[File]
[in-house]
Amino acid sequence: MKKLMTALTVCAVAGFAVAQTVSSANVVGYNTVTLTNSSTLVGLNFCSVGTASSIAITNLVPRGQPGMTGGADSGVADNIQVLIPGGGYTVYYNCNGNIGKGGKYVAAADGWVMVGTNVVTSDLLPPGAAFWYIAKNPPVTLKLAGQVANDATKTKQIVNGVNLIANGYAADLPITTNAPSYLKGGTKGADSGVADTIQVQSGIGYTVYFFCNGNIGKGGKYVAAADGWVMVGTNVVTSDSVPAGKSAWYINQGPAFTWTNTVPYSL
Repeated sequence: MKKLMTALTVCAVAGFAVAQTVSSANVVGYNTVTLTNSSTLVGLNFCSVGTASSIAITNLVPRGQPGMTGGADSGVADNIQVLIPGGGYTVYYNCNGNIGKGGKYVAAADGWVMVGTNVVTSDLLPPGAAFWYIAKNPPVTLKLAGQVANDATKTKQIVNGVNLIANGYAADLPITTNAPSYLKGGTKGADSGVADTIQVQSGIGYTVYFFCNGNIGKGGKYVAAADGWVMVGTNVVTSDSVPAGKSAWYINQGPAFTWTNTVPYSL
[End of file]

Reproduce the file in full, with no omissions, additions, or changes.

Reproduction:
[in-house]
Amino acid sequence: MKKLMTALTVCAVAGFAVAQTVSSANVVGYNTVTLTNSSTLVGLNFCSVGTASSIAITNLVPRGQPGMTGGADSGVADNIQVLIPGGGYTVYYNCNGNIGKGGKYVAAADGWVMVGTNVVTSDLLPPGAAFWYIAKNPPVTLKLAGQVANDATKTKQIVNGVNLIANGYAADLPITTNAPSYLKGGTKGADSGVADTIQVQSGIGYTVYFFCNGNIGKGGKYVAAADGWVMVGTNVVTSDSVPAGKSAWYINQGPAFTWTNTVPYSL
Repeated sequence: MKKLMTALTVCAVAGFAVAQTVSSANVVGYNTVTLTNSSTLVGLNFCSVGTASSIAITNLVPRGQPGMTGGADSGVADNIQVLIPGGGYTVYYNCNGNIGKGGKYVAAADGWVMVGTNVVTSDLLPPGAAFWYIAKNPPVTLKLAGQVANDATKTKQIVNGVNLIANGYAADLPITTNAPSYLKGGTKGADSGVADTIQVQSGIGYTVYFFCNGNIGKGGKYVAAADGWVMVGTNVVTSDSVPAGKSAWYINQGPAFTWTNTVPYSL